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Given an infinite cardinal $\kappa$, is there a connected Hausdorff space $(X,\tau)$ with $|X|=\kappa$, and for every infinite cardinal $\lambda \leq \kappa$ there is an open set $U\in \tau$ with $|U| = \lambda$?

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    $\begingroup$ If you take an ordinal $\alpha$ and $X=\alpha\times [0,1[$ with lexicographic order, you already get open subsets of all cardinals in $[2^{\aleph_0},\alpha]$. $\endgroup$ – YCor May 10 '18 at 8:02
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    $\begingroup$ Taking the 1-point union with a countable connected space $Y$ with$y\in Y$ and $Y-\{y\}$ connected also yields a countable open subset. If CH holds this is enough. $\endgroup$ – YCor May 10 '18 at 8:03
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    $\begingroup$ Without CH, I don't even know if in ZFC it holds that for every infinite cardinal there a Hausdorff connected space of the given cardinal (it's clear for $\ge 2^{\aleph_0}$). $\endgroup$ – YCor May 10 '18 at 8:05
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    $\begingroup$ I think not as connected Hausdorff spaces are uncountable. Apart from that, a very long line can give many desired cardinalities above the bare minimum for a connected open set. Gerhard "Connected Sets Are Not Arbitrary" Paseman, 2018.05.10. $\endgroup$ – Gerhard Paseman May 10 '18 at 8:14
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Let $C$ be Bing's countable connected Hausdorff space. Specify some point $0 \in C$. Let $D(\alpha)$ be the discrete space of cardinality $\alpha$. Let $F(\alpha)$ be the product $C \times D(\alpha)$ with the set $\{0\}\times D(\alpha)$ treated as a point $r(\alpha) \in F(\alpha)$. It is easy to see $F(\alpha)$ is connected and Hausdorff and has an open set $(C-0) \times D(\alpha)$ of cardinality $\aleph_0 \times \alpha = \alpha$.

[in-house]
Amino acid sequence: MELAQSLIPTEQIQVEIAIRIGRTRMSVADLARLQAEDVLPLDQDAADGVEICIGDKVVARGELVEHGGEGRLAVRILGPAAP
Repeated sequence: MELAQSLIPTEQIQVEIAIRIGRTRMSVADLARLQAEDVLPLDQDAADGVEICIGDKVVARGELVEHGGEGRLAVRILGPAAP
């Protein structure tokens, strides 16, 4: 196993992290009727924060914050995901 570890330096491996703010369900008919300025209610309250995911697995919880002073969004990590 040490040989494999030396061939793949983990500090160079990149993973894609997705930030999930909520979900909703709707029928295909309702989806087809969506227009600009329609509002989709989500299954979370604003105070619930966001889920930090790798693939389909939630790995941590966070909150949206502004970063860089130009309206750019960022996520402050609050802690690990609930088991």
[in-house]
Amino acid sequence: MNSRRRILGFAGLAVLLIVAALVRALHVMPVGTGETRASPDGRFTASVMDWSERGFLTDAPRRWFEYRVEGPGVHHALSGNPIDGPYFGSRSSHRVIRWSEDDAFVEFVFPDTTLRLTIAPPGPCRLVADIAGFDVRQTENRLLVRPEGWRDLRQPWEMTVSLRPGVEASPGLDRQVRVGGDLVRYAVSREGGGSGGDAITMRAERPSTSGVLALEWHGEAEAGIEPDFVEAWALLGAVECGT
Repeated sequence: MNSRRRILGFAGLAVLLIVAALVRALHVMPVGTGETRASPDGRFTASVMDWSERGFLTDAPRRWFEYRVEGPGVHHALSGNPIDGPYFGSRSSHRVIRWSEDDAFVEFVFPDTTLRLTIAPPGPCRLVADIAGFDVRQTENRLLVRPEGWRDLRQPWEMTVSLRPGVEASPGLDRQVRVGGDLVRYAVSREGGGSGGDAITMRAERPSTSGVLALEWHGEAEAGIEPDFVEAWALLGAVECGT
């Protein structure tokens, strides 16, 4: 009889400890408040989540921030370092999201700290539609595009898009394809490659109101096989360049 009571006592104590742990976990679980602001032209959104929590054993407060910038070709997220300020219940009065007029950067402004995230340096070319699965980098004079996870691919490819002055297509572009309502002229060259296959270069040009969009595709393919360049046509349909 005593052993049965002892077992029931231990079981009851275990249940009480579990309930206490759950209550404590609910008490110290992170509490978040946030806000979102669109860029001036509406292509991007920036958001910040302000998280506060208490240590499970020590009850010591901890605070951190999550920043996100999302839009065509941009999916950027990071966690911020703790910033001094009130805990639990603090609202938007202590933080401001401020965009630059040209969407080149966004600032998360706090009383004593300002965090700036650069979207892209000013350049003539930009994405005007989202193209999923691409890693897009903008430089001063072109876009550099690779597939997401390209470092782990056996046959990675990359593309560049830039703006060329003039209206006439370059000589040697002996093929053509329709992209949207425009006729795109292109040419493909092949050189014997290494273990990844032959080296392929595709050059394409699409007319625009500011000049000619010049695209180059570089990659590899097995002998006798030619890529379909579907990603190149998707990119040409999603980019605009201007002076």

Now let $\displaystyle D = \bigsqcup_{\alpha< \kappa}F(\alpha)$ be the disjoint union and treat the set $\{ r(\alpha): \alpha < \kappa)\}$ as a point. All the images of $(C-0) \times D(\alpha)$ are open in the quotient space and $D$ itself is open with cardinalty $\kappa$.

Edit: Here's an easier one. Start with $C \times D(\kappa)$ and treat $\{0\} \times D(\kappa)$ as a point. Then the sets $(C-0) \times \{d\}$ are open and disjoint and countable. By taking unions you get open sets of all possible cardinalities.

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